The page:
1) How do you know that a child is ready to ride a bike without training wheels?
There is no perfect age to take off the training wheels. Every child will be ready at their own pace based on their physical abilities and their personality. The best time to learn is when a child is ready to try.
2) What is the best method to give a child the confidence to ride?
My favorite method of teaching bike riding is to first practice gliding on a bike without pedals. Learning to glide will teach the child how to balance and steer. Then, they will already have accomplished most of the skills to ride when they add in pedaling!
3) What other activities can children practice in order to help them with the skills needed to ride a bike?
We all remember that “aha” moment when we figured out how to ride a bike. The skill that leads to that moment can actually be taught! The trick is that when the bike leans to one side, the rider turns the handlebars to the same side. The child can practice that with you supporting the bike and then practice it during gliding. Learning this piece can make the whole process much quicker and easier!
A balance bike (one with no pedals) is also a great option for children to prepare for bike riding. Some children can move from a balance bike to a two-wheeled bike and skip the training wheels altogether.
4) How do you know that a bike is an appropriate size for the child?
A new rider should be able to put their feet flat on the ground and be able to reach the handlebars while keeping their back straight. A lower bike will be easier for the child to learn on rather than a bike that is bought with the idea that the child will grow into it.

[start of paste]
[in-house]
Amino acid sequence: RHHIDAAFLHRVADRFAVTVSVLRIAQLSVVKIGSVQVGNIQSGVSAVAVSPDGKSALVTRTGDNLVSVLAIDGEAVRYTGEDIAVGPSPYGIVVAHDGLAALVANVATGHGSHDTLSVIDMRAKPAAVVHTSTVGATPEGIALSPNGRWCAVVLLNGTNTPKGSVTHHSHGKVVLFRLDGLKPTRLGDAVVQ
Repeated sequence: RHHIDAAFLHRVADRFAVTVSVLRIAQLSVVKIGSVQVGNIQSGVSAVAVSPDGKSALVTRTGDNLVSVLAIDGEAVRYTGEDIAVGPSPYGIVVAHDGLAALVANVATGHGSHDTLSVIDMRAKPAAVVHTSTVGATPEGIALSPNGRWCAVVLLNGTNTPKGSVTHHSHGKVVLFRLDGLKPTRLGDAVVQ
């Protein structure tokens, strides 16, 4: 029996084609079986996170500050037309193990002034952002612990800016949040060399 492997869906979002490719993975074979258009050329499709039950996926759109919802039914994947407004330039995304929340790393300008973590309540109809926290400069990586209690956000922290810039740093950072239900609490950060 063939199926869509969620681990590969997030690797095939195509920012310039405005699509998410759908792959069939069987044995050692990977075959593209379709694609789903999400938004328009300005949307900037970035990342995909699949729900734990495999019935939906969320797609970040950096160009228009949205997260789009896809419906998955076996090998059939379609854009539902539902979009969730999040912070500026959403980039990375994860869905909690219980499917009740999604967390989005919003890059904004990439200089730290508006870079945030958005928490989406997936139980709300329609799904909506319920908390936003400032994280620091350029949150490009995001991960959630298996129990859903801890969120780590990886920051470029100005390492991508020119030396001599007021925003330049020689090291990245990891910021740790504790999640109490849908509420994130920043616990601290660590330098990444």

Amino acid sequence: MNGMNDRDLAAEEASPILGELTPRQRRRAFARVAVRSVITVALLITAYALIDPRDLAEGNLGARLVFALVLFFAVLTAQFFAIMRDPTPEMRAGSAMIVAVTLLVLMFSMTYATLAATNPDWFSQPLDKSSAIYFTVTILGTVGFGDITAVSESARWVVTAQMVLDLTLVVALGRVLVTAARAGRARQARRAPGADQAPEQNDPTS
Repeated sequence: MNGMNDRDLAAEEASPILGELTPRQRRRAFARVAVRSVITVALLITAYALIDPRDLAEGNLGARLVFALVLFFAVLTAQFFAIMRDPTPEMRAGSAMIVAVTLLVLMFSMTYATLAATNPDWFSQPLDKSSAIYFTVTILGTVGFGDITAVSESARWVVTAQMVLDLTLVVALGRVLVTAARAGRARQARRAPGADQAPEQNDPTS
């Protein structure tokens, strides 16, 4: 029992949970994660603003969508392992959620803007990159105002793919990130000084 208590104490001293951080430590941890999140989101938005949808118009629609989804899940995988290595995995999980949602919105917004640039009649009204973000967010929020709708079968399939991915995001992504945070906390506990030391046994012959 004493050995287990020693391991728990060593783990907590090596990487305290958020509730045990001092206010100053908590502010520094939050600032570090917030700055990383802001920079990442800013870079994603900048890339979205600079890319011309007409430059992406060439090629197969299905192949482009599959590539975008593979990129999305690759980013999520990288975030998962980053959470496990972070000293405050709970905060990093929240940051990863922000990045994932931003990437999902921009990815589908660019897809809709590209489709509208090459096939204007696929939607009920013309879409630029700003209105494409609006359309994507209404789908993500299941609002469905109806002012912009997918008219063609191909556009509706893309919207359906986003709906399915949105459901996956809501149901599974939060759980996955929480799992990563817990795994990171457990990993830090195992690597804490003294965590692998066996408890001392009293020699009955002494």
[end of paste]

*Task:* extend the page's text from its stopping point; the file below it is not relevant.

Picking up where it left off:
5) Is there a particular brand of bike that you recommend?
The type of bike is not very important for beginners. It is more important to get kids riding so that they can have the social and fitness benefits of being bike riders!
6) What are some adaptive options for kids with special needs?
Many children with special needs will be ready to learn to ride later than other children. It is important to let the child’s physical strength, coordination, balance and sensory processing skills guide their readiness, along with the child’s motivation. Children with special needs can benefit from the therapeutic eye of a physical therapist or occupational therapist, to break down the motor learning process and help make it more successful.
Some children with special needs benefit from adaptive bikes to become independent bike riders. Standard training wheels can be too unstable for some children and only work with smaller sized bikes. A product, such as Fat Wheels, can be used to give any size bike stable training wheels. There are also various styles of adaptive bikes that have different options including three wheels for stability, recumbent bikes, and arm propelled bikes. There are endless opportunities to adapt a bike to a child’s needs.
7) Are there any resources you recommend for children to learn about bike safety?
Kids Health by Nemours has an excellent bike safety resource: https://kidshealth.org/en/kids/bike-safety.html
The Bike Safety Helmet Institute is a great resource on how to fit a bike helmet properly: www.bshi.org
Dr. Joni Redlich is a physical therapist and owner of KidPt in Bridgewater. KidPT offers both physical therapy and occupational therapy. Their specialized physical therapists work with babies with developmental challenges, children with neuromuscular disorders, children with autism spectrum disorders and young adults with neurological disorders. Virtual therapy sessions are available as well.
Dr. Joni has focused on using children’s strengths, curiosities and learning styles to help them meet their goals. She focuses on the whole child and believes that every child has unlimited potential.